Conceptualised by Ogilvy India, the TVC has been worked upon by a team comprising Abhijit Avasthi, Anurag Agnihotri, Ashish Naik, Saurabh Kulkarni and Nasrulla Hushami and supervised by Piyush Pandey. It has been shot by Prasoon Pandey of Corcoise Films in locations in and around Mumbai. The lyrics have been penned by Anurag Agnihotri, creative director on the account, and sung by Toshi Sabri (of Raaz 2 fame) and composed by Tapas.

Agnihotri reveals an interesting story behind the lyrics. Originally composed as a narrative to be delivered in the form of a VO, the prose was later developed in the form of a song with music. "The idea was Prasoon Pandey's. He wanted it to sound like a typical propaganda film that would fool the viewer, till he is taken aback by the stark truth," says Agnihotri. Later, the song was written and sung as it is, without any efforts made on the meter or tune.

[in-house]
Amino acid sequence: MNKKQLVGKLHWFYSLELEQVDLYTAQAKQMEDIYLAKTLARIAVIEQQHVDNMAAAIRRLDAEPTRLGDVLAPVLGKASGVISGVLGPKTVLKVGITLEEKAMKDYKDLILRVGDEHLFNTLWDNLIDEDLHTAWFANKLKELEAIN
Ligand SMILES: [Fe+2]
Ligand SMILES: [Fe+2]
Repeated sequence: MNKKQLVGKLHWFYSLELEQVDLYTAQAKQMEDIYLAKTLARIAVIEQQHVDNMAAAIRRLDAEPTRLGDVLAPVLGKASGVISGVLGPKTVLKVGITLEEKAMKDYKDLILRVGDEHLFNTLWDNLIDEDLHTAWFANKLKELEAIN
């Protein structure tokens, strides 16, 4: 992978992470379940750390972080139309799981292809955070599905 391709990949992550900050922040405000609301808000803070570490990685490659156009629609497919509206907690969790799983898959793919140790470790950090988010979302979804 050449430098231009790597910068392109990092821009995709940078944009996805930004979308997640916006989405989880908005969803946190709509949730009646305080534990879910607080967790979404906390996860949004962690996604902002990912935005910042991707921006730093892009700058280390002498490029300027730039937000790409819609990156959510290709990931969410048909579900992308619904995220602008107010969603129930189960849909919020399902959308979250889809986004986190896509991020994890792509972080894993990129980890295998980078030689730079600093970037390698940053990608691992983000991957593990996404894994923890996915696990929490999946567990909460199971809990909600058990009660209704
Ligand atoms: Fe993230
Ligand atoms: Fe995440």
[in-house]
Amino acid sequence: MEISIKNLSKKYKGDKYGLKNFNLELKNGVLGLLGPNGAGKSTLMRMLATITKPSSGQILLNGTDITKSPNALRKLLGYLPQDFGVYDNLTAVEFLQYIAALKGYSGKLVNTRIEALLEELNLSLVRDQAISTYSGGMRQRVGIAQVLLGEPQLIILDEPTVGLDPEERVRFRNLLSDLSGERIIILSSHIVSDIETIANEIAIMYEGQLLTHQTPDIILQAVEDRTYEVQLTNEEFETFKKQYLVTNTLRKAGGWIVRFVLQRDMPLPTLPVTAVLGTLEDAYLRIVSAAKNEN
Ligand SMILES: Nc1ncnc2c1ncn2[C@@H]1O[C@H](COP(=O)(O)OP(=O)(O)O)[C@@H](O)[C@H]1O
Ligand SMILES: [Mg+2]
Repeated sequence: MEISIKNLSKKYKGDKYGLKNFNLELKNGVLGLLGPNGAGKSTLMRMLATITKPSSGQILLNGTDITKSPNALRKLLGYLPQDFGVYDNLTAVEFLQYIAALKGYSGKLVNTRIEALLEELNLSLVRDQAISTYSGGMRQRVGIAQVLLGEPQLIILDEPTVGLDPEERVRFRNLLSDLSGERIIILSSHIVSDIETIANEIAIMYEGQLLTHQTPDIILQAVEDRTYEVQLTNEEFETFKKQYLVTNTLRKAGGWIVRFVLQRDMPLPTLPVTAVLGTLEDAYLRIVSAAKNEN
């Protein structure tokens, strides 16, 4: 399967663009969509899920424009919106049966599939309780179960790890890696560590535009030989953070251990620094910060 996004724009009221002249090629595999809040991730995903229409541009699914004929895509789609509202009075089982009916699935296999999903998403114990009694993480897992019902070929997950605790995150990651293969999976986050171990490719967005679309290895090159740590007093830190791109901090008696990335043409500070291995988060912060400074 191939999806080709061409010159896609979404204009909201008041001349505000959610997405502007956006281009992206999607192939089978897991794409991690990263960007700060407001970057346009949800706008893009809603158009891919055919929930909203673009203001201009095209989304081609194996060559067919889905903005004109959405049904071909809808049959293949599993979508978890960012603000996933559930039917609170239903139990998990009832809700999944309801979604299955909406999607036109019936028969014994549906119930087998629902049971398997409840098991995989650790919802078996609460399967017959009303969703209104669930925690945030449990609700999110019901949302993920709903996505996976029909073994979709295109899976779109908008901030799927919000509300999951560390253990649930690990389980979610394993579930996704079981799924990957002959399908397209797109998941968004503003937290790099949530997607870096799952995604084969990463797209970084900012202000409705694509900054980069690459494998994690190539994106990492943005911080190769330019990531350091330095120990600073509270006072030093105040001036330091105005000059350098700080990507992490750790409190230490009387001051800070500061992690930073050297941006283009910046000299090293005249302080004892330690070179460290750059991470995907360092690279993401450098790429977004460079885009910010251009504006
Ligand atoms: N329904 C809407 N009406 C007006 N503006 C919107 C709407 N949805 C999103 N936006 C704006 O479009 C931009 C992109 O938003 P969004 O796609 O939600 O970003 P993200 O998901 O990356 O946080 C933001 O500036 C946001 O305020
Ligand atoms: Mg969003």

Pushing sales or refreshing the brand proposition?

The first commercial for Center Fresh in India was launched in 1994. Perfetti Van Melle India (PVM) then rolled out another set of commercials for the brand in 1996. During that time, the gum was being projected as India's first gel-filled gum and the communication was largely of the nature of product explanation. After this, PVM did not advertise the mother brand, though it advertised variants such as Air Action Center Fresh, Center Fruit and Center Shock. It came back with the Midget film to talk about Center Fresh again, and from then onwards, it has stuck to its positioning of Zubaan pe rakhe lagaam. So, what's new?